"The time has come for the war on drugs to enter a new, winnable stage," wrote House Speaker Newt Gingrich in an April 30 Washington Times op-ed. You may think Gingrich has again written a work of fiction, shifting genres from sci-fi to horror. But the speaker is serious: He is backing 12 bills that would increase the power of the federal government, all in the name of protecting Americans from themselves.
The Democrats may have won the spin wars on such issues as health care, child care, education, the environment, tobacco, and even taxes, but the Republicans dominate the drug war. The GOP's plan for total victory hinges on deterring demand, suppressing supply, and tracking the financial dealings of well-heeled drug dealers.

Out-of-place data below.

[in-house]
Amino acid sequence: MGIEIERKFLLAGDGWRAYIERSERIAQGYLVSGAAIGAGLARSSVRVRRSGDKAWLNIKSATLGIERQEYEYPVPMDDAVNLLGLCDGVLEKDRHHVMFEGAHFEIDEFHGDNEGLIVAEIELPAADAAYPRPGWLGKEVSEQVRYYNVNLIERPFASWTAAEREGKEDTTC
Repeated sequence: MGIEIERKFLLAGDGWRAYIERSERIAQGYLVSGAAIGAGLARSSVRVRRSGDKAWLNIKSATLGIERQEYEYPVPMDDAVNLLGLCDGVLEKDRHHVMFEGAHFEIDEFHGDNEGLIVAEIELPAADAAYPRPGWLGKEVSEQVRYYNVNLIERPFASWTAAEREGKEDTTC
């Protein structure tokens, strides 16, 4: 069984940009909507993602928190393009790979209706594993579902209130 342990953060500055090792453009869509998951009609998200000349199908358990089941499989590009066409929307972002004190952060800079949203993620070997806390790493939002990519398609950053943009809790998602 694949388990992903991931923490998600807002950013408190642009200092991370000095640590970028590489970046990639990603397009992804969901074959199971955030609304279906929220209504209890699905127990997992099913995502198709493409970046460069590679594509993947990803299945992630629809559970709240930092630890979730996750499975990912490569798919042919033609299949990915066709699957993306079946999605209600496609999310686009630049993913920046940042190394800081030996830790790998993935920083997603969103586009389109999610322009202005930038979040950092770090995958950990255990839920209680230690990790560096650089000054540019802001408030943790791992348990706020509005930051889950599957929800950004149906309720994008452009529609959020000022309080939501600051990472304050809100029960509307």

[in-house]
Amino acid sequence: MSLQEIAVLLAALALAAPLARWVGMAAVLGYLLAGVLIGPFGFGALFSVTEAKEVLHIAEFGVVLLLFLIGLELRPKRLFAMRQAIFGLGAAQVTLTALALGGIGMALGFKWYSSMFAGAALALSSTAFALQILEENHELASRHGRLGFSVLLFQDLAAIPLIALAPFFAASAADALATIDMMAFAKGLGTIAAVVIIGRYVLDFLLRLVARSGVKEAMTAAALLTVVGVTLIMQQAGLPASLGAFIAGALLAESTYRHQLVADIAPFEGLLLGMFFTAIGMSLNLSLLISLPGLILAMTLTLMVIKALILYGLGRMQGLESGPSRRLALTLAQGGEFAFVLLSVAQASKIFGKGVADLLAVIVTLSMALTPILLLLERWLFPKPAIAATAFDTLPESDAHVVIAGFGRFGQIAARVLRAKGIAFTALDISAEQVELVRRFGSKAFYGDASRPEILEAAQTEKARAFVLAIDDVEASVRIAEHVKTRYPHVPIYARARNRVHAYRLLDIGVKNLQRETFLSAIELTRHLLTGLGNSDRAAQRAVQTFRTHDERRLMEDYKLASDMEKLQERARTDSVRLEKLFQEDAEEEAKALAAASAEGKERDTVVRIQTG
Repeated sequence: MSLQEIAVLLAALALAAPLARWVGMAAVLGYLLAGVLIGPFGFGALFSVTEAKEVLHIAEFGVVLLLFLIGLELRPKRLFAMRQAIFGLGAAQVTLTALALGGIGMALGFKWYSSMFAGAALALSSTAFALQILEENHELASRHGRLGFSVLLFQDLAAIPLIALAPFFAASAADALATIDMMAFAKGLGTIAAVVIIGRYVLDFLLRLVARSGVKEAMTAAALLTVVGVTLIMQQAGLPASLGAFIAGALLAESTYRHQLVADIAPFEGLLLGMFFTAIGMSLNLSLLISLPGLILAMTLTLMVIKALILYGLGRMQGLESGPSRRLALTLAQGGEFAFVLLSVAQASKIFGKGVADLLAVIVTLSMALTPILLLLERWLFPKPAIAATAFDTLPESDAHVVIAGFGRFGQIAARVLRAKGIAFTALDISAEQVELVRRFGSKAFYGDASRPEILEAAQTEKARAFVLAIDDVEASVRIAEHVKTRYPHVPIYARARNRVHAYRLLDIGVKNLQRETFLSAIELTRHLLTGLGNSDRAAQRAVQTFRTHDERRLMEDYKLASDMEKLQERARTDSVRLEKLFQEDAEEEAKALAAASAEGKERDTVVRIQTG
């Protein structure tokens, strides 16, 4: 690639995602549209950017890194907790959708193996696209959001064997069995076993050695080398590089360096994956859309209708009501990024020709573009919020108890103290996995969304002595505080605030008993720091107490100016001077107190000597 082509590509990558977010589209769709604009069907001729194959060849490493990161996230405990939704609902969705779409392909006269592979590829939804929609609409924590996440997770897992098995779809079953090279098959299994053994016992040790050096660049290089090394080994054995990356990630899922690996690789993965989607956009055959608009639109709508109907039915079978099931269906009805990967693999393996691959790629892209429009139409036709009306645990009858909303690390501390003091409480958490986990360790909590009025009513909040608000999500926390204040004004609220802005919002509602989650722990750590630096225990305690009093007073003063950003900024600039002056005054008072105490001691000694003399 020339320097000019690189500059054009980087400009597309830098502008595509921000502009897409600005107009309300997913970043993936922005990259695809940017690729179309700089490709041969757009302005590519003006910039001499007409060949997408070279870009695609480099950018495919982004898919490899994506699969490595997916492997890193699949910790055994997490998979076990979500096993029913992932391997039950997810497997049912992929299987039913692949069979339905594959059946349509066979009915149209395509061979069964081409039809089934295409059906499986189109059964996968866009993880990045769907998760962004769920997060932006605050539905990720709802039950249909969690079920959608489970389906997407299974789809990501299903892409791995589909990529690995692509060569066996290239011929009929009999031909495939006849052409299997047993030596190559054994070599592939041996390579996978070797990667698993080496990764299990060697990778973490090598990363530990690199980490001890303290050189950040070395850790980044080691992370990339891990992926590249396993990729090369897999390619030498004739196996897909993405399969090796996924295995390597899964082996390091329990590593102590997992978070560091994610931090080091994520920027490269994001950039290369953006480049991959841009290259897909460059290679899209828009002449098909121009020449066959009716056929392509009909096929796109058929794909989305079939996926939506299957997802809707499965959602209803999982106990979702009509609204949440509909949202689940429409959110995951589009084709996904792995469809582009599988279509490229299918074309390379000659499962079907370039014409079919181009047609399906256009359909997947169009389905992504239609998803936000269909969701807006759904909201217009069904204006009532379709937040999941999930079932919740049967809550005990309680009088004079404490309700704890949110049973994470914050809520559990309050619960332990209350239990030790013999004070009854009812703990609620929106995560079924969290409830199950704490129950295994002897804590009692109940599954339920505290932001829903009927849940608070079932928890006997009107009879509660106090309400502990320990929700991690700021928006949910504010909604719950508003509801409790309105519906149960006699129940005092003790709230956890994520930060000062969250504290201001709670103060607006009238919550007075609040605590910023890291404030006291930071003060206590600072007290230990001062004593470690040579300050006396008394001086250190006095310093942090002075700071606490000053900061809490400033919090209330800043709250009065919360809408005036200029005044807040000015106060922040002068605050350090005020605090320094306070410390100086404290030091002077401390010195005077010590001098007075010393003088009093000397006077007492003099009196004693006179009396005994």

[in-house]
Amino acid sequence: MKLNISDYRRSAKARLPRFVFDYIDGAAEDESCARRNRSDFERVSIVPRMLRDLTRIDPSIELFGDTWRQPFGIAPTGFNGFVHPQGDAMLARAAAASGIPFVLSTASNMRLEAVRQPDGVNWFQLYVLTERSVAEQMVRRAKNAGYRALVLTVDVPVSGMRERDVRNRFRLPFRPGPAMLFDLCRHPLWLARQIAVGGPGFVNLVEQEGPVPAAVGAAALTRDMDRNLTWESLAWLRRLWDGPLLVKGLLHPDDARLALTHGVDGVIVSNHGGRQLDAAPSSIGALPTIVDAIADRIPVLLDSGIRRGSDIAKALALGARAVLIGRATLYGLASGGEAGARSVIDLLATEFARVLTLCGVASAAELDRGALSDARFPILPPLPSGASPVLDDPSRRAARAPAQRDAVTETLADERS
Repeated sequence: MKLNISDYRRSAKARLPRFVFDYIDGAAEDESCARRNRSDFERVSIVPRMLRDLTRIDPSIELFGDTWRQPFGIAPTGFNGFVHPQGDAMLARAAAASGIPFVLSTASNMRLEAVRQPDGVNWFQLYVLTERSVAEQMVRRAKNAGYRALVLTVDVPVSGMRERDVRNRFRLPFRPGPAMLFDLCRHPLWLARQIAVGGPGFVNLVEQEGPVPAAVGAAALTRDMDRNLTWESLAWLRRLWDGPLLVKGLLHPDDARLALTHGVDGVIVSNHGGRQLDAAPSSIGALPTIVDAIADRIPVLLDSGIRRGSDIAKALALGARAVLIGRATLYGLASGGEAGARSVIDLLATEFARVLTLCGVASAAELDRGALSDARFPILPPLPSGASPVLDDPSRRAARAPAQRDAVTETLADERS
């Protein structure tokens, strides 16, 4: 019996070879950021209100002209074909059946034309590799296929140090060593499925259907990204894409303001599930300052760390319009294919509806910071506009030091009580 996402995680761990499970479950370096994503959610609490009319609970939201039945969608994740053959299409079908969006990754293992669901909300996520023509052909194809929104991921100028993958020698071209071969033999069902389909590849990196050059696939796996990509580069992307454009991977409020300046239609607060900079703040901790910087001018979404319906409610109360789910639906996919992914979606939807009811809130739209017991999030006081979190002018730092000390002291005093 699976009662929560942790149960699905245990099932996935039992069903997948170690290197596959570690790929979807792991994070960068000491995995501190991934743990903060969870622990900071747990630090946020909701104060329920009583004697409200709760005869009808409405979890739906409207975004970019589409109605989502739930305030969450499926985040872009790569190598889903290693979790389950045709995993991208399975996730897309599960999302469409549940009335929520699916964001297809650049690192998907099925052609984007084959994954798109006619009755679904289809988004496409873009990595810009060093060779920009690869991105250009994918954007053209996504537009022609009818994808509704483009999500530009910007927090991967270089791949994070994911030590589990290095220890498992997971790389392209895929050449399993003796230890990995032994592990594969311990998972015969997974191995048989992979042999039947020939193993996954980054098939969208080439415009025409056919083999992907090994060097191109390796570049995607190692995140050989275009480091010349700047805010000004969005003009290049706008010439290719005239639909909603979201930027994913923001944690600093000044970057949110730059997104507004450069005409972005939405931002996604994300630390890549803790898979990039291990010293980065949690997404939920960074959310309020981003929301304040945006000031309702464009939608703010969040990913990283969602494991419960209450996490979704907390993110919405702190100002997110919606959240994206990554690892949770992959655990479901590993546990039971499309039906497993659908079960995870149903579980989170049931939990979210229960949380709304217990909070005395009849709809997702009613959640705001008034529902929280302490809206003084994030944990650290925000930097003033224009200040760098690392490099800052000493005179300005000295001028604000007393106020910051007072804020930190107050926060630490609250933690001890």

To reduce demand, Rep. Rob Portman (R-Ohio) proposes "The Drug-Free Congressional Leadership Resolution," "The Drug-Free Communities Act," and "The Drug-Free Workplaces Act." The three bills would double federal spending for local drug enforcement and provide federal money for "small and medium size businesses to implement drug-free workplace programs."
To attack the supply of drugs, "The Drug-Free Border Act" would double the Border Patrol by 2002, and "The Life-In-Prison for Speed Trafficking Act" would increase penalties for selling methamphetamine.
To keep tabs on drug kingpins, "The Drug-Free Money Laundering Act of 1998" would further erode the financial privacy of law-abiding Americans by granting federal law enforcement officials increased access to domestic and off-shore bank accounts.
Finally, Rep. Mike Pappas (R-N.J.) has taken a bold step by introducing "The Drug-Free Youth Resolution," which would put the U.S. House of Representatives on record as opposing "the distribution, sale, and use of illegal drugs by our children."
So how will the Republicans know when they've won? When they've reduced "nationwide drug use by more than half by 2002," Gingrich wrote.